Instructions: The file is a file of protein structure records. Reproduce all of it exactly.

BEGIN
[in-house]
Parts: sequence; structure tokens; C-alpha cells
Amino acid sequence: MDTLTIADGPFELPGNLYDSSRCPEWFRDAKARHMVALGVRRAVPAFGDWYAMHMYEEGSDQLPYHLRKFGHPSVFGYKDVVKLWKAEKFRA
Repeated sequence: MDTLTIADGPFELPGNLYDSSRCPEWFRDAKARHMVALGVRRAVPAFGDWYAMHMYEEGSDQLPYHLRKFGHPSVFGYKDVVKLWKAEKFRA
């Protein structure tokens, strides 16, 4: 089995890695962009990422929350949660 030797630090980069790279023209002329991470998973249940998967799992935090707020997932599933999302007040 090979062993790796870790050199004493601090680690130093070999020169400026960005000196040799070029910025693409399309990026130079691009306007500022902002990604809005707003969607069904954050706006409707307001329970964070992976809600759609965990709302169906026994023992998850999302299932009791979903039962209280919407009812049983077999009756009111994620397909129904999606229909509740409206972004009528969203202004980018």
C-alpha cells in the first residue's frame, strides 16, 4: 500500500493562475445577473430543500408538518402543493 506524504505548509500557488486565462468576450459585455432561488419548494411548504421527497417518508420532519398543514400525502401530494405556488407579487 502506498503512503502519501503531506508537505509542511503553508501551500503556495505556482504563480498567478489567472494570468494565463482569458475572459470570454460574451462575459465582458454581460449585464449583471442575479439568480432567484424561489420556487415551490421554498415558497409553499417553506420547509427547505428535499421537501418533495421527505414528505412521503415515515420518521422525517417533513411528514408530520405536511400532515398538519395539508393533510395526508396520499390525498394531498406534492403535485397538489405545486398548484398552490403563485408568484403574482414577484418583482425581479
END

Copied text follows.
[in-house]
Parts: sequence; structure tokens; C-alpha cells
Amino acid sequence: MDTLTIADGPFELPGNLYDSSRCPEWFRDAKARHMVALGVRRAVPAFGDWYAMHMYEEGSDQLPYHLRKFGHPSVFGYKDVVKLWKAEKFRA
Repeated sequence: MDTLTIADGPFELPGNLYDSSRCPEWFRDAKARHMVALGVRRAVPAFGDWYAMHMYEEGSDQLPYHLRKFGHPSVFGYKDVVKLWKAEKFRA
């Protein structure tokens, strides 16, 4: 089995890695962009990422929350949660 030797630090980069790279023209002329991470998973249940998967799992935090707020997932599933999302007040 090979062993790796870790050199004493601090680690130093070999020169400026960005000196040799070029910025693409399309990026130079691009306007500022902002990604809005707003969607069904954050706006409707307001329970964070992976809600759609965990709302169906026994023992998850999302299932009791979903039962209280919407009812049983077999009756009111994620397909129904999606229909509740409206972004009528969203202004980018």
C-alpha cells in the first residue's frame, strides 16, 4: 500500500493562475445577473430543500408538518402543493 506524504505548509500557488486565462468576450459585455432561488419548494411548504421527497417518508420532519398543514400525502401530494405556488407579487 502506498503512503502519501503531506508537505509542511503553508501551500503556495505556482504563480498567478489567472494570468494565463482569458475572459470570454460574451462575459465582458454581460449585464449583471442575479439568480432567484424561489420556487415551490421554498415558497409553499417553506420547509427547505428535499421537501418533495421527505414528505412521503415515515420518521422525517417533513411528514408530520405536511400532515398538519395539508393533510395526508396520499390525498394531498406534492403535485397538489405545486398548484398552490403563485408568484403574482414577484418583482425581479